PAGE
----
Since the 1970’s Bogota, Colombia has had a reputation for violence, kidnapping, and cocaine trafficking that has placed a negative image on the city which some say has deterred real estate investors.
Recently, Bogota’s historic downtown neighborhood of La Candelaria has seen a wave of real estate revitalization. According to the Colombian Ministry of Defense, the city has reduced the crime and the murder rate in Bogota is at a 27 year low which some local real estate agents say has had a positive impact on investment property and is attracting potential buyers to invest.
Erick Bautista Alamos is a foreigner in Colombia who says the country’s tourism motto couldn’t be more true. “the only risk is wanting to stay.”
The decision to stay wasn’t cheap. Erick says his native Mexico has a much more accessible cost of living. Apartments in the finest areas of Mexico’s capital are priced 3 thousand U.S. dollars per square meter. This is below the average 5 to 9 thousand dollars per square meter offered for luxury apartments in Bogota. But that doesn’t deter him.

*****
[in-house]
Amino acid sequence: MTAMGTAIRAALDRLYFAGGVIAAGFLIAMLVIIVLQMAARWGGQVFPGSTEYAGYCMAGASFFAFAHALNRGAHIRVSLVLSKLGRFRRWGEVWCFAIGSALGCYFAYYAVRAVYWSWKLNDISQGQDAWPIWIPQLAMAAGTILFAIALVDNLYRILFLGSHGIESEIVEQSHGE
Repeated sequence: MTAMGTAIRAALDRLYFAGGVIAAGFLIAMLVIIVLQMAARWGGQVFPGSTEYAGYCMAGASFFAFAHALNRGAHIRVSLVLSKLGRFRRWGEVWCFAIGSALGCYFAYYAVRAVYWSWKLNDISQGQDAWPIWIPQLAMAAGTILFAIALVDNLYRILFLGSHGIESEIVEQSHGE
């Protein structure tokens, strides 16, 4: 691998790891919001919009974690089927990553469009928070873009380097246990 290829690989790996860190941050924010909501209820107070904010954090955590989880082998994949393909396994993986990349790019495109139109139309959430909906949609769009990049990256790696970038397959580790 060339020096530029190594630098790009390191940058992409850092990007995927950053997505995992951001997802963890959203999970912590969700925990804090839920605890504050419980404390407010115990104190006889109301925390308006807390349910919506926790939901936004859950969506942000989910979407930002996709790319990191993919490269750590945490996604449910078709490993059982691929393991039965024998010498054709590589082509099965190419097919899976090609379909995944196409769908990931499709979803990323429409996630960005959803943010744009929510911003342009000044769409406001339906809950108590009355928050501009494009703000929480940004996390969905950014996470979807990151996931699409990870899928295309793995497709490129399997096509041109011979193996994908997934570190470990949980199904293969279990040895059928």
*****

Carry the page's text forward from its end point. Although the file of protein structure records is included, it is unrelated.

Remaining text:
Growth of Luxury Real Estate Market in BogotáBogotá, Colombia, has been trying hard to shake off a decades-old reputation for violence, kidnapping and drug trafficking. The revitalization of the city's historic city center has played a huge role. Michelle Begue has the story.
The luxury living market in Bogotá represents only two percent of the housing market, but it continues to grow. And local real estate agents, say it is because of the prospering economy. Colombia is creating millionaires faster than in Mexico or Brazil, according to WealthInsight, a research company. Fourteen-thousand new millionaires were created over the past five years, putting Colombia’s total millionaire population at 35,900 at the end of 2012.
But there are those who warn that the luxury real estate is caught in a housing bubble. The Colombian National Administrative Department of Statistics said the cost of this type of housing went up more than 16 percent in the past year. Real estate agent Marianne Bonnet, says the rise in prices has to do with the scarcity of land in prime locations.
Luckily there is no demolishing in the 200 year old Candelaria neighborhood which was considered in the past a dangerous part of town. But with the drop in crime, the city has flourished.
For those who are looking, it may be possible to find the Bogotá of 30 years ago but at 21st century prices.